Ground deer are sometimes seen as healthy meat with several nutritional benefits. Consider positive and negative nutritional facts before placing deer meat to your diet
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The USDA defines a serving of wild meat as a 93 g patty of ground, pan-broiled venison. This is a part that is slightly larger than 3 oz.
One of the two major nutritional disadvantages of deer is the high fat content. There are 8 g fat per serving of venison. Of this, 4 g of saturated fat, a type of fat that can cause heart problems.
The other nutritional drawback of deer is high cholesterol meat. One serving of venison contains 30 percent of your daily recommended amount of cholesterol. High cholesterol can also lead to heart health problems.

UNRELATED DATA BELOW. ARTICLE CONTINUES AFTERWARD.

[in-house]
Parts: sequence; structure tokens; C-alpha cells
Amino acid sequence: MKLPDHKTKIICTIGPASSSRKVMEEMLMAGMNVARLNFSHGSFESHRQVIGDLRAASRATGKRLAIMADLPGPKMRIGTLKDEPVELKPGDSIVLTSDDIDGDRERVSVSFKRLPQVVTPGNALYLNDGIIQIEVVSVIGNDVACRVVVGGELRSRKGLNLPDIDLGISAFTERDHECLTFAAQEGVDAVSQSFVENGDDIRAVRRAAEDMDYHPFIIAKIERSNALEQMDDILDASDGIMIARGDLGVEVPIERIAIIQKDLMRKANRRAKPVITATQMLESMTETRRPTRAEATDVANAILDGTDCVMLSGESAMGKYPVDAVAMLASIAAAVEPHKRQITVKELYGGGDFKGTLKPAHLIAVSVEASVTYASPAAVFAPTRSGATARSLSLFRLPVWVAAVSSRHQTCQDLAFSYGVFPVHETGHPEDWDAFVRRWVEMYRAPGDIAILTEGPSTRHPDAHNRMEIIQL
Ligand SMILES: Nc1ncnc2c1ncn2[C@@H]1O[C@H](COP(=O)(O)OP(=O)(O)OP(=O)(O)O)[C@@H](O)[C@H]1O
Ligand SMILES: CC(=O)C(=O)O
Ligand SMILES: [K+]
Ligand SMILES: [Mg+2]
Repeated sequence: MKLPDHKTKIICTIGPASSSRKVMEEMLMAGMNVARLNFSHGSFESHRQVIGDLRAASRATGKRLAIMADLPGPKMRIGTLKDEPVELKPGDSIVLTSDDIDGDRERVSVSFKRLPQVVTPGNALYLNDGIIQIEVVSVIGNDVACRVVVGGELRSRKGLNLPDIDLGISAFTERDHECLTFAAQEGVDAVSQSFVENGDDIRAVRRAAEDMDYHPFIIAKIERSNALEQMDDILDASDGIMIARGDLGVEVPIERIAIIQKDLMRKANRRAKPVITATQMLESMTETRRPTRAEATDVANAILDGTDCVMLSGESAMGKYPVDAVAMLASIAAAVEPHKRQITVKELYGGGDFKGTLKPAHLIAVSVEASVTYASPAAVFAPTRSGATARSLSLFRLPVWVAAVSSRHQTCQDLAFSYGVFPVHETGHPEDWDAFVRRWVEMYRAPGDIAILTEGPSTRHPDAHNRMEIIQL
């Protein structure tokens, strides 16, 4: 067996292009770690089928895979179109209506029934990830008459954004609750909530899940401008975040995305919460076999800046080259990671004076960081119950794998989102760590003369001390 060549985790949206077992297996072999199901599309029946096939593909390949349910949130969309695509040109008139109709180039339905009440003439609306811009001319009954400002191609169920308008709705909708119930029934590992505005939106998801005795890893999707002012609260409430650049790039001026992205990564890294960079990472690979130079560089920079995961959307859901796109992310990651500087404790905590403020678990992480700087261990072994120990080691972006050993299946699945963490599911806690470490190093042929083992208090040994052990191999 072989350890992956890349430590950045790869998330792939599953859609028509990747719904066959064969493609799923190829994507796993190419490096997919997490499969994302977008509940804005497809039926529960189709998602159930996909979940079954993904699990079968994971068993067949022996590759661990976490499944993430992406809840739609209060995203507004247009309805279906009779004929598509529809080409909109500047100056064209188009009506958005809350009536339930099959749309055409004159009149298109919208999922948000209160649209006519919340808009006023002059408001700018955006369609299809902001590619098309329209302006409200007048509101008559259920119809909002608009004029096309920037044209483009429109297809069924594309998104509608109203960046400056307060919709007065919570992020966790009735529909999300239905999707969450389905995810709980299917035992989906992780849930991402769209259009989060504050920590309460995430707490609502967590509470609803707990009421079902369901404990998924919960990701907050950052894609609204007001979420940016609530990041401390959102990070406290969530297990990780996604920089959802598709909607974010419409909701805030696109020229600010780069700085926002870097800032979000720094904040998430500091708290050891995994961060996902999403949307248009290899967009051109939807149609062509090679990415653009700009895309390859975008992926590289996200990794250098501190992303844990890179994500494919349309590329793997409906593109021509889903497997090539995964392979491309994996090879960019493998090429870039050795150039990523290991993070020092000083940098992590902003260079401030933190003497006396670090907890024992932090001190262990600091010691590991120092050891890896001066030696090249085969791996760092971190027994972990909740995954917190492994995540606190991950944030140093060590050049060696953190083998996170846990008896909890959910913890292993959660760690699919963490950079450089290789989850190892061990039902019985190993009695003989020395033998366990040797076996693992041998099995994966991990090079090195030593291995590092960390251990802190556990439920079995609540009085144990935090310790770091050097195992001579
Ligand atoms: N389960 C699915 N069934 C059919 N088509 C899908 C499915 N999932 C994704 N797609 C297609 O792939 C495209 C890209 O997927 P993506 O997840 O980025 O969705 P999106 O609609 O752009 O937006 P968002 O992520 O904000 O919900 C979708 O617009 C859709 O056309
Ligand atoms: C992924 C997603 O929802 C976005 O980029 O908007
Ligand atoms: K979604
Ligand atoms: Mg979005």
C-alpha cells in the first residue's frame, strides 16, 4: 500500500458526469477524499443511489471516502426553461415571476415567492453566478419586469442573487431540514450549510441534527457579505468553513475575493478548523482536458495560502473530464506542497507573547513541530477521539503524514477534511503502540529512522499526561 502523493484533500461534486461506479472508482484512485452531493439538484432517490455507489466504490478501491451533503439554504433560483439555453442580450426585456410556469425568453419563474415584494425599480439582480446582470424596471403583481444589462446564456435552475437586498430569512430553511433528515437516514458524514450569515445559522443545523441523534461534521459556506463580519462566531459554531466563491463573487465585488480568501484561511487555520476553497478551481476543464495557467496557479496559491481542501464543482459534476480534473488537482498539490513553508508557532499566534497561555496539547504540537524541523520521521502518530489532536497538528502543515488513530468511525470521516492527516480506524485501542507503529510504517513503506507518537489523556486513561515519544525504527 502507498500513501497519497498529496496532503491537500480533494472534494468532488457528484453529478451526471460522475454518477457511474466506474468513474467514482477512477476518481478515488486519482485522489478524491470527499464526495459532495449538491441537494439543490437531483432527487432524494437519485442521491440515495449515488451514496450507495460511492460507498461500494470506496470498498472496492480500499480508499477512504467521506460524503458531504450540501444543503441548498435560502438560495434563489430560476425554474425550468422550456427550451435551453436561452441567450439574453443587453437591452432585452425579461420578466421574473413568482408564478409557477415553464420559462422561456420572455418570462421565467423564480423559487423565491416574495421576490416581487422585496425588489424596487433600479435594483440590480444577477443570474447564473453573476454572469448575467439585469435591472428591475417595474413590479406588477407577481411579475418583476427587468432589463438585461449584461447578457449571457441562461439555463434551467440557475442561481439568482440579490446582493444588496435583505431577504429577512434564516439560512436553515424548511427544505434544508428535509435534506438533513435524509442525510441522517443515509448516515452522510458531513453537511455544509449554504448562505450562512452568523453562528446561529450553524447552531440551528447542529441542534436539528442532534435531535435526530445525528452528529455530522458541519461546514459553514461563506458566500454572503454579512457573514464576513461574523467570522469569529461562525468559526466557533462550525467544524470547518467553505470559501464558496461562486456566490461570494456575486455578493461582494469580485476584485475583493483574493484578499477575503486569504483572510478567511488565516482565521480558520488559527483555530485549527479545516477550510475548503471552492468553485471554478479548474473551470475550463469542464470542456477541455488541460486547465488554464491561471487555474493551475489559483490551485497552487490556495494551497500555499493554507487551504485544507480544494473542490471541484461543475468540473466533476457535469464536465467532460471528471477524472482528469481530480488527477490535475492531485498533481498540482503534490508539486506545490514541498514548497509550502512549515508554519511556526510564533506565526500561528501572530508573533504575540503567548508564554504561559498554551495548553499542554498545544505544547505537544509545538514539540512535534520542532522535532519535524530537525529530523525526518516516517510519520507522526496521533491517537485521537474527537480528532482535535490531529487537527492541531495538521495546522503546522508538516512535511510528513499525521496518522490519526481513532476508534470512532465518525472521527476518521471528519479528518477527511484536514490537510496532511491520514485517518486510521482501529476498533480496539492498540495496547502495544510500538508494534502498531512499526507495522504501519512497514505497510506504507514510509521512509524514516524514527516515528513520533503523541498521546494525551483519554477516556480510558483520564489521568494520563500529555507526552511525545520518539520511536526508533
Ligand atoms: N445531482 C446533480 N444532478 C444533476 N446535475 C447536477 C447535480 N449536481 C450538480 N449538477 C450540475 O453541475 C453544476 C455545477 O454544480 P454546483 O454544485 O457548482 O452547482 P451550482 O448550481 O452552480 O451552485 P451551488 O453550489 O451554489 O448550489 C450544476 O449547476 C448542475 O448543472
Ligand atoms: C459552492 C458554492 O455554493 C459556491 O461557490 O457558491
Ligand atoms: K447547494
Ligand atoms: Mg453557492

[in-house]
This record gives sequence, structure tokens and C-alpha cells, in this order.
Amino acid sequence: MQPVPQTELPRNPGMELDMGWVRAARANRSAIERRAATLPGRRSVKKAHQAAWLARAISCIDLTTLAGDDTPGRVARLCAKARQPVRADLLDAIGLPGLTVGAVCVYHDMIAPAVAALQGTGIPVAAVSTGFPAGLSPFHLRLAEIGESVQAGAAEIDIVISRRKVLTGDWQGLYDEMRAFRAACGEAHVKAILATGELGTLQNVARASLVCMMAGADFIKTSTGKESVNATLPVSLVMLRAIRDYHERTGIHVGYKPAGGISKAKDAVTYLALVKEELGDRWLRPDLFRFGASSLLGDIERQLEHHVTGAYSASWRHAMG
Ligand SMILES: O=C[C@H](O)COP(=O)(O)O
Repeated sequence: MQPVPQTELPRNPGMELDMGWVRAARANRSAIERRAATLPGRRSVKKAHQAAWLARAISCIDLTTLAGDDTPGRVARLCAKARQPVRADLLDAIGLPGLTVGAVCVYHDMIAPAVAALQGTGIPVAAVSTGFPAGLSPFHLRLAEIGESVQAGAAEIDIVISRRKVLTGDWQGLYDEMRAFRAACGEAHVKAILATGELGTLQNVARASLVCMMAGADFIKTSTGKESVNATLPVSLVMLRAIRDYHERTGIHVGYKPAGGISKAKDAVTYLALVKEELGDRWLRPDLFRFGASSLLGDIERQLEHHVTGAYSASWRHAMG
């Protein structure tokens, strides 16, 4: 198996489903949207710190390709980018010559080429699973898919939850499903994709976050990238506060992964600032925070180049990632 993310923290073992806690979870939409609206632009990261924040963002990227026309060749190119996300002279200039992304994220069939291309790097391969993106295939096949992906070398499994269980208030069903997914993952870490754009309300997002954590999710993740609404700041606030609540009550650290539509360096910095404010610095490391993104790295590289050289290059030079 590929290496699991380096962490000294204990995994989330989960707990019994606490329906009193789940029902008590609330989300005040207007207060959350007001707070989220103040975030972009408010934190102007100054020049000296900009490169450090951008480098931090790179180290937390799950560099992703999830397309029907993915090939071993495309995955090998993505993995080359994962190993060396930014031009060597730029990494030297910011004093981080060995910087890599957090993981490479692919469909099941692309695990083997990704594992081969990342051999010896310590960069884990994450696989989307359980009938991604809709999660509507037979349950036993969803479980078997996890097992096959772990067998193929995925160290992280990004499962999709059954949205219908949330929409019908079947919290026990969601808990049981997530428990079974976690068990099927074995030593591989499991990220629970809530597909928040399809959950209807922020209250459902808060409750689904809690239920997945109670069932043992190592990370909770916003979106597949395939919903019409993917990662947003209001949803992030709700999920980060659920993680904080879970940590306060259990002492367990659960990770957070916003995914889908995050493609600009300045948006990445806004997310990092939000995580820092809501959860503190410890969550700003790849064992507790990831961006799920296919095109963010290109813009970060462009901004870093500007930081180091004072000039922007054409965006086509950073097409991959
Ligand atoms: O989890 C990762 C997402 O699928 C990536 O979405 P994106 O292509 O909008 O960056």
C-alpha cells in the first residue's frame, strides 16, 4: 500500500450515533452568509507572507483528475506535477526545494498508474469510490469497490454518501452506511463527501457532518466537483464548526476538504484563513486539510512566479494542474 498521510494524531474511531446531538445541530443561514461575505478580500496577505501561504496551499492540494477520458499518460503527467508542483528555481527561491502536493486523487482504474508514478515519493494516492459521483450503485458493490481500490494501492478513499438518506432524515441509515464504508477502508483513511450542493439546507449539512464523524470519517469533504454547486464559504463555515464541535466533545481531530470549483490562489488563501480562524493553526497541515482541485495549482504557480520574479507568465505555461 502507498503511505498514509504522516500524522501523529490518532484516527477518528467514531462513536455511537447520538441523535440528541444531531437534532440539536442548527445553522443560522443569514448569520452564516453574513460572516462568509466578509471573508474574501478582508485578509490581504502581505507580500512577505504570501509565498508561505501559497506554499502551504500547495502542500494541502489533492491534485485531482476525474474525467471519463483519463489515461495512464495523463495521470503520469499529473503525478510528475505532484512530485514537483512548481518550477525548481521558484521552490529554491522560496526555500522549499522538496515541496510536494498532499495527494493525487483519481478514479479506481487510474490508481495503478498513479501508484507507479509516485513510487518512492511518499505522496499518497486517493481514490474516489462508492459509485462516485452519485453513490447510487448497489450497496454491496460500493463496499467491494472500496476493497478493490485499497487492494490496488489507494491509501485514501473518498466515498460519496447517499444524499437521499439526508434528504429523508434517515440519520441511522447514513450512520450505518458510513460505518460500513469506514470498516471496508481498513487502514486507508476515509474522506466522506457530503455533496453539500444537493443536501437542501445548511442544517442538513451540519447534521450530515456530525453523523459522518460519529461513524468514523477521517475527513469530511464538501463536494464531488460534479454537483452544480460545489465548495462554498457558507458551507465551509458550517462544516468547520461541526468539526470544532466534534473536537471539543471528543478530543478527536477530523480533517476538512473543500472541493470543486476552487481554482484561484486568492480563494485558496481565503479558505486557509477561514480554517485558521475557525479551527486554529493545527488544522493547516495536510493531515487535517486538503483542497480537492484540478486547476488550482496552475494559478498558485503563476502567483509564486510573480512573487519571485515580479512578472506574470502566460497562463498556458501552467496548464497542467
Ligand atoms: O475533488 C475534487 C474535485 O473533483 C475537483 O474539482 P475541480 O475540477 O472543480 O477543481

Venison is an excellent source of protein, however. One serving of deer have 49 percent of your daily recommended amount of protein, an important part of muscle growth and repair. There are 24.6 g per serving.
Venison has many different vitamins per serving, but some stand out for their higher content. One serving has 43 percent of your daily value of niacin, plus at least 20 percent of your daily value of thiamin, vitamin B6 and vitamin B12.
Venison is also high in a couple of important minerals. One serving has 32 percent of your daily value of zinc and 17 percent of your daily value of iron.